Extremist Buddhists Spearhead Anti-Muslim Sentiment in Burma
Burmese political blogger Nay Phone Latt was jailed for sharing news online about the monk-led saffron revolution in 2007 against the country’s brutal military dictatorship. Released under an amnesty for political prisoners three years ago, he is involved in another kind of revolution, one against hate speech targeting Muslims that is becoming more and more prevalent in Burmese society.
The internet in Burma was once among the most restricted in the world but, since the lifting of censorship, people can now access whatever they want. Internet availability is still scarce but, with telecommunications infrastructure developing at a fast pace, many use the internet via mobile phones. Social media, especially Facebook, has become a popular way to discuss politics and share views and opinions, something not possible before. However, not only has it led to greater political debate, it has also lead to an outpouring of hateful and racist sentiment towards Muslims who make up about 4 per cent of the population.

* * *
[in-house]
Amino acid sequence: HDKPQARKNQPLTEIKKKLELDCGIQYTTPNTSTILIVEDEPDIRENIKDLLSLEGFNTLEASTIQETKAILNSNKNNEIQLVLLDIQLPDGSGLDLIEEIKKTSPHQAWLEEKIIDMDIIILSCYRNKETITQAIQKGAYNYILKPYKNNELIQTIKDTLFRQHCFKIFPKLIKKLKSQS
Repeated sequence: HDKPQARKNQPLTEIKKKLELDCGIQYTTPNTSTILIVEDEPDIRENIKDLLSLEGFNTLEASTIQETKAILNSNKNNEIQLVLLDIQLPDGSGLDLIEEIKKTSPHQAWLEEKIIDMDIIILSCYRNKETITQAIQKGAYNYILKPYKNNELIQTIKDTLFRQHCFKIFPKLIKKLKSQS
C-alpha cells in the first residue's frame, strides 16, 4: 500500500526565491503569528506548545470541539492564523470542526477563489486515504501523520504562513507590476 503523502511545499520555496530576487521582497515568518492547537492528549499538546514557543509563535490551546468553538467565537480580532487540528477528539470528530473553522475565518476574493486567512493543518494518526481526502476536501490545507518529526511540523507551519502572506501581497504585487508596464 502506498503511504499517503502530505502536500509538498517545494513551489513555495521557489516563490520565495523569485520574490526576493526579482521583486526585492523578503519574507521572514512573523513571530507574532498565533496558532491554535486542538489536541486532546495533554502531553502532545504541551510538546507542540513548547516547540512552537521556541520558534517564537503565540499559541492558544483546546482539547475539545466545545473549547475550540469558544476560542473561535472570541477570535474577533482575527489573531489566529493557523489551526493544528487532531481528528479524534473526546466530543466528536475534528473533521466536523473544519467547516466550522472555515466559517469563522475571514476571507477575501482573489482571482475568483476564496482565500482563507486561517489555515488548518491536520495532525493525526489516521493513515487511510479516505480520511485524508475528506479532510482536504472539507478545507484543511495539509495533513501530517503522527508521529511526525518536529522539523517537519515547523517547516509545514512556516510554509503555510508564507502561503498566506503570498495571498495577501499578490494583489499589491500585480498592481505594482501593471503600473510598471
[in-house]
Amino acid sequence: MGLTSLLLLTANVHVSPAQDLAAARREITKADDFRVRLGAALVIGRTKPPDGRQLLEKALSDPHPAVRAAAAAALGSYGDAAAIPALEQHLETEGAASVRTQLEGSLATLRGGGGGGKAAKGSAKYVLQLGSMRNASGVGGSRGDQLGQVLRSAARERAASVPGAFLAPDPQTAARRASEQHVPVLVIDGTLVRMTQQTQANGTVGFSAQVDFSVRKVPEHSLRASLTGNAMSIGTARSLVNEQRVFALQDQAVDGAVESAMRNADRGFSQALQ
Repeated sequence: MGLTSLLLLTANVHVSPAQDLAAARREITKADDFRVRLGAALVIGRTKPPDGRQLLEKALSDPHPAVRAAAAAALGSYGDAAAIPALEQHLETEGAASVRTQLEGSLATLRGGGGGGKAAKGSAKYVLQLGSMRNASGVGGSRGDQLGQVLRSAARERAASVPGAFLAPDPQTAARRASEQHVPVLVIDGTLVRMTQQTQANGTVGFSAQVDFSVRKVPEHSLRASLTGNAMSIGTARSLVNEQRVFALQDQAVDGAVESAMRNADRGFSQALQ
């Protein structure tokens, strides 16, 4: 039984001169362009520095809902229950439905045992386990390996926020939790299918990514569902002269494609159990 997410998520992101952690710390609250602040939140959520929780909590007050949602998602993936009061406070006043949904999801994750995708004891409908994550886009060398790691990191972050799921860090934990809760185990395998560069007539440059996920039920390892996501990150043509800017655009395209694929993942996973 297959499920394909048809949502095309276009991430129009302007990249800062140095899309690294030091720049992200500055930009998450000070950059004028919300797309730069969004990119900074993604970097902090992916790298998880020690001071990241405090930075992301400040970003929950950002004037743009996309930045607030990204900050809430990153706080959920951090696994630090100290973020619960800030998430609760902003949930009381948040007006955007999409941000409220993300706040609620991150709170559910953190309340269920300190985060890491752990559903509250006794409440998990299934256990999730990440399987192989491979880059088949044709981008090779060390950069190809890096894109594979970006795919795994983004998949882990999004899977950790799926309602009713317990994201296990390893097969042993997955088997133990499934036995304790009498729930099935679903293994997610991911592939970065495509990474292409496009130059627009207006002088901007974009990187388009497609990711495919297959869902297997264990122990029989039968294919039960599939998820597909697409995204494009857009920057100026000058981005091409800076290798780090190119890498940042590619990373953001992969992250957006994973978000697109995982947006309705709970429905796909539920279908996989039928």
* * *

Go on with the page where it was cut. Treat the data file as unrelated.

“Now everything is open, and most people are using Facebook and social media,” says Nay Phone Latt. “But not only is there free speech but there is also hate speech spreading through social media.”
From a modest building in a quiet leafyRangoon neighbourhood, he and his civil society group Myanmar ICT Development Organisation, in collaboration with other activist groups, operates a campaign to counteract hate speech online. Called Panzagar (flower speech), their slogan is “not to spread hatred among our society; be careful of your speech”.